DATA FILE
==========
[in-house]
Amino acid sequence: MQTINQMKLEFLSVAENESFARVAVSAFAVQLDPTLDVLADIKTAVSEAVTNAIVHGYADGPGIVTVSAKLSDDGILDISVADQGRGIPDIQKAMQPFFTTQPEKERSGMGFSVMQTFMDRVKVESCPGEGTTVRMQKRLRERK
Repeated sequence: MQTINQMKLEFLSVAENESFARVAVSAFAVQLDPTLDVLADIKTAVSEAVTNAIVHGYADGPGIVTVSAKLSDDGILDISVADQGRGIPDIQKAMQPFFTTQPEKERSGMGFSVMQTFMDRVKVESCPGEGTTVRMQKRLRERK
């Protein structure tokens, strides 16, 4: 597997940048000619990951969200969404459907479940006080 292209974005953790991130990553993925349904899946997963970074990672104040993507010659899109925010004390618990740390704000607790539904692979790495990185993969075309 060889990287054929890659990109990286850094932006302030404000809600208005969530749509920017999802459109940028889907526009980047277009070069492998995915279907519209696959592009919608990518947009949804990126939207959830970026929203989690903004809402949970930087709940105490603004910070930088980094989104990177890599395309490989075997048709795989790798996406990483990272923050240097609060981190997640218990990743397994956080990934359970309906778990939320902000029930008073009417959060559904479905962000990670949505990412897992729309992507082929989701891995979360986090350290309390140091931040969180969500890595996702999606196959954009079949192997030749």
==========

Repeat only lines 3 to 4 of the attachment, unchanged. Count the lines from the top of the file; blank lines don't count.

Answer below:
Repeated sequence: MQTINQMKLEFLSVAENESFARVAVSAFAVQLDPTLDVLADIKTAVSEAVTNAIVHGYADGPGIVTVSAKLSDDGILDISVADQGRGIPDIQKAMQPFFTTQPEKERSGMGFSVMQTFMDRVKVESCPGEGTTVRMQKRLRERK
């Protein structure tokens, strides 16, 4: 597997940048000619990951969200969404459907479940006080 292209974005953790991130990553993925349904899946997963970074990672104040993507010659899109925010004390618990740390704000607790539904692979790495990185993969075309 060889990287054929890659990109990286850094932006302030404000809600208005969530749509920017999802459109940028889907526009980047277009070069492998995915279907519209696959592009919608990518947009949804990126939207959830970026929203989690903004809402949970930087709940105490603004910070930088980094989104990177890599395309490989075997048709795989790798996406990483990272923050240097609060981190997640218990990743397994956080990934359970309906778990939320902000029930008073009417959060559904479905962000990670949505990412897992729309992507082929989701891995979360986090350290309390140091931040969180969500890595996702999606196959954009079949192997030749």